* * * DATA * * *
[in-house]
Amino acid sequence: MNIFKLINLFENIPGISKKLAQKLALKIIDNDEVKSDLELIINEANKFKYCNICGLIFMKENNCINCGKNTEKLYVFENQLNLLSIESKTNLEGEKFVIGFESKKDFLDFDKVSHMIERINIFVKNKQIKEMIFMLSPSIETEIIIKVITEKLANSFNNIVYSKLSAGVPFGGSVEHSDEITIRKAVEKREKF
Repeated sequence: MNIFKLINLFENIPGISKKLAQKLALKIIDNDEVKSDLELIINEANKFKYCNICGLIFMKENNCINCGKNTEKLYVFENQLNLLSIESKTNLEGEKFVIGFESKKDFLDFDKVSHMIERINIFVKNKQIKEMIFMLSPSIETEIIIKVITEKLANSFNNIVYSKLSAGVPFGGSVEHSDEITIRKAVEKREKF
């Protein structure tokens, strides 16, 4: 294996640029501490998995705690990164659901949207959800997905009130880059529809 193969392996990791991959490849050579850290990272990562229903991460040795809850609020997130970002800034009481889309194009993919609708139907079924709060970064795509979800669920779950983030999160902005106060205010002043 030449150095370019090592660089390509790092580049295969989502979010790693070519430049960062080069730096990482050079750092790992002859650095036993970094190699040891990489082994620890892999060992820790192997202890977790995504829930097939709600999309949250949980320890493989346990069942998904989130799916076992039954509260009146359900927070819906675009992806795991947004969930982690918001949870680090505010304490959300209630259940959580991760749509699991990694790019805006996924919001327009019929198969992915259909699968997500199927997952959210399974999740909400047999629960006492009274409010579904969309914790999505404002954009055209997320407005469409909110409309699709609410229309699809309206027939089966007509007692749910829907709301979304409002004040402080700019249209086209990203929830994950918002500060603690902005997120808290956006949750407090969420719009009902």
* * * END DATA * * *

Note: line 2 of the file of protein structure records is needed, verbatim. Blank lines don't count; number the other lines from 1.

Amino acid sequence: MNIFKLINLFENIPGISKKLAQKLALKIIDNDEVKSDLELIINEANKFKYCNICGLIFMKENNCINCGKNTEKLYVFENQLNLLSIESKTNLEGEKFVIGFESKKDFLDFDKVSHMIERINIFVKNKQIKEMIFMLSPSIETEIIIKVITEKLANSFNNIVYSKLSAGVPFGGSVEHSDEITIRKAVEKREKF